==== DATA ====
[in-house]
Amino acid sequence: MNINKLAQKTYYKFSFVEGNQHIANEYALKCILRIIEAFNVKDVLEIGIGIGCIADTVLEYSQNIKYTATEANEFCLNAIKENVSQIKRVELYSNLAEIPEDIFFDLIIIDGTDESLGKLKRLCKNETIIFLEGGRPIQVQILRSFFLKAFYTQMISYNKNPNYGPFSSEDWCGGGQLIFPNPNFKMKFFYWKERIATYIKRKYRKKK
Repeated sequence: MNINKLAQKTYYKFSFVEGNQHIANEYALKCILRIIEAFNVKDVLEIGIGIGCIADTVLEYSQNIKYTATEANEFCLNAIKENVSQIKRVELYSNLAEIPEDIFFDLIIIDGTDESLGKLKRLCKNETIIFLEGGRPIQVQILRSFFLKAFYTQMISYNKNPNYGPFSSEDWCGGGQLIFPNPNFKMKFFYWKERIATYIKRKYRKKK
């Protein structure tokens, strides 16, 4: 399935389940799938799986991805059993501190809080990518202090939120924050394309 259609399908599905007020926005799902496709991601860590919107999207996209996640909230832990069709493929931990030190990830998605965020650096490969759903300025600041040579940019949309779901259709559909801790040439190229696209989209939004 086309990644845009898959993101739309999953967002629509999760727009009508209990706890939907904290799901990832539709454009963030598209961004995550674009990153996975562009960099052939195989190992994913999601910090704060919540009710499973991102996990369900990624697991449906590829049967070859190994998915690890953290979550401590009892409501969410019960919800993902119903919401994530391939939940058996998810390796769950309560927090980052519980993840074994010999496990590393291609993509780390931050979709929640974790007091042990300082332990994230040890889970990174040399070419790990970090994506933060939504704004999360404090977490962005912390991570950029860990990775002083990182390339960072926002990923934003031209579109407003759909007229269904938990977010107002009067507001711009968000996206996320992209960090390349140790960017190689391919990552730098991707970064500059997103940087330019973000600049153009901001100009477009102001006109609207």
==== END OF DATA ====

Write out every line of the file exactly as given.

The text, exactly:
[in-house]
Amino acid sequence: MNINKLAQKTYYKFSFVEGNQHIANEYALKCILRIIEAFNVKDVLEIGIGIGCIADTVLEYSQNIKYTATEANEFCLNAIKENVSQIKRVELYSNLAEIPEDIFFDLIIIDGTDESLGKLKRLCKNETIIFLEGGRPIQVQILRSFFLKAFYTQMISYNKNPNYGPFSSEDWCGGGQLIFPNPNFKMKFFYWKERIATYIKRKYRKKK
Repeated sequence: MNINKLAQKTYYKFSFVEGNQHIANEYALKCILRIIEAFNVKDVLEIGIGIGCIADTVLEYSQNIKYTATEANEFCLNAIKENVSQIKRVELYSNLAEIPEDIFFDLIIIDGTDESLGKLKRLCKNETIIFLEGGRPIQVQILRSFFLKAFYTQMISYNKNPNYGPFSSEDWCGGGQLIFPNPNFKMKFFYWKERIATYIKRKYRKKK
């Protein structure tokens, strides 16, 4: 399935389940799938799986991805059993501190809080990518202090939120924050394309 259609399908599905007020926005799902496709991601860590919107999207996209996640909230832990069709493929931990030190990830998605965020650096490969759903300025600041040579940019949309779901259709559909801790040439190229696209989209939004 086309990644845009898959993101739309999953967002629509999760727009009508209990706890939907904290799901990832539709454009963030598209961004995550674009990153996975562009960099052939195989190992994913999601910090704060919540009710499973991102996990369900990624697991449906590829049967070859190994998915690890953290979550401590009892409501969410019960919800993902119903919401994530391939939940058996998810390796769950309560927090980052519980993840074994010999496990590393291609993509780390931050979709929640974790007091042990300082332990994230040890889970990174040399070419790990970090994506933060939504704004999360404090977490962005912390991570950029860990990775002083990182390339960072926002990923934003031209579109407003759909007229269904938990977010107002009067507001711009968000996206996320992209960090390349140790960017190689391919990552730098991707970064500059997103940087330019973000600049153009901001100009477009102001006109609207």